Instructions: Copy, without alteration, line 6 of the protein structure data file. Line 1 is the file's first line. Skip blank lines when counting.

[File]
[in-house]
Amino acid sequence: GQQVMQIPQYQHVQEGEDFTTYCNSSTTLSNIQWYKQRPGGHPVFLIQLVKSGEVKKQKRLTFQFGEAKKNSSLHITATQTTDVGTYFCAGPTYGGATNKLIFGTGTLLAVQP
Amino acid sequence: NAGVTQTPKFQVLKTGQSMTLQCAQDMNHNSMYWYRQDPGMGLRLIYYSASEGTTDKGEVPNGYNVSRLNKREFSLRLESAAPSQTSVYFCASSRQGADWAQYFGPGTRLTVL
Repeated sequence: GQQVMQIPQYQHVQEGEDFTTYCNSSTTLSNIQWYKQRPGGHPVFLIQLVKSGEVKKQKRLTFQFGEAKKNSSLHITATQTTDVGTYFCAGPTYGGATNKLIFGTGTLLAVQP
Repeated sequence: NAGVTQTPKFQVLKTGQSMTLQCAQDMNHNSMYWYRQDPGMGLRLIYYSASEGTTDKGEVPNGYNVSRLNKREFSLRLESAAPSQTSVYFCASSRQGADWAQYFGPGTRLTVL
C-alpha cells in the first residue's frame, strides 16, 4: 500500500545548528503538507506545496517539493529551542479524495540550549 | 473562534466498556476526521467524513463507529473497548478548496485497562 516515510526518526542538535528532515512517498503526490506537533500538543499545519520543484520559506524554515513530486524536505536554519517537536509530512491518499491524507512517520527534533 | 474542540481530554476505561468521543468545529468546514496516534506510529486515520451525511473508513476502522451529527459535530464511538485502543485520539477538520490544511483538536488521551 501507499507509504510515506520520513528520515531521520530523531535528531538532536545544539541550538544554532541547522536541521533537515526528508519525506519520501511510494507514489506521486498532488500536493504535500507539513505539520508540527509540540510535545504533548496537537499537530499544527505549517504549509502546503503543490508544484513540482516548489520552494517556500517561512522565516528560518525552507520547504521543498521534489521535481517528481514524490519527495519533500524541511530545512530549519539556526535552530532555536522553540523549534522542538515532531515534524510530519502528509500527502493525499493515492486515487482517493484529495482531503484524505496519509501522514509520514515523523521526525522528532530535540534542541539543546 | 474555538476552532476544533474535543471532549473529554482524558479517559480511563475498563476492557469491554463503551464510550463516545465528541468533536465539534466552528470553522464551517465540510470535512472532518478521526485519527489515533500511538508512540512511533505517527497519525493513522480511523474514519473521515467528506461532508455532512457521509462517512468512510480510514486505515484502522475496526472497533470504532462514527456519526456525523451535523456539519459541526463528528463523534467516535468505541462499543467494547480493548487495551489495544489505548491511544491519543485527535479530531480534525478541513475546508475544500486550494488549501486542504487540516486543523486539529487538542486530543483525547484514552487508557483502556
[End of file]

C-alpha cells in the first residue's frame, strides 16, 4: 500500500545548528503538507506545496517539493529551542479524495540550549 | 473562534466498556476526521467524513463507529473497548478548496485497562 516515510526518526542538535528532515512517498503526490506537533500538543499545519520543484520559506524554515513530486524536505536554519517537536509530512491518499491524507512517520527534533 | 474542540481530554476505561468521543468545529468546514496516534506510529486515520451525511473508513476502522451529527459535530464511538485502543485520539477538520490544511483538536488521551 501507499507509504510515506520520513528520515531521520530523531535528531538532536545544539541550538544554532541547522536541521533537515526528508519525506519520501511510494507514489506521486498532488500536493504535500507539513505539520508540527509540540510535545504533548496537537499537530499544527505549517504549509502546503503543490508544484513540482516548489520552494517556500517561512522565516528560518525552507520547504521543498521534489521535481517528481514524490519527495519533500524541511530545512530549519539556526535552530532555536522553540523549534522542538515532531515534524510530519502528509500527502493525499493515492486515487482517493484529495482531503484524505496519509501522514509520514515523523521526525522528532530535540534542541539543546 | 474555538476552532476544533474535543471532549473529554482524558479517559480511563475498563476492557469491554463503551464510550463516545465528541468533536465539534466552528470553522464551517465540510470535512472532518478521526485519527489515533500511538508512540512511533505517527497519525493513522480511523474514519473521515467528506461532508455532512457521509462517512468512510480510514486505515484502522475496526472497533470504532462514527456519526456525523451535523456539519459541526463528528463523534467516535468505541462499543467494547480493548487495551489495544489505548491511544491519543485527535479530531480534525478541513475546508475544500486550494488549501486542504487540516486543523486539529487538542486530543483525547484514552487508557483502556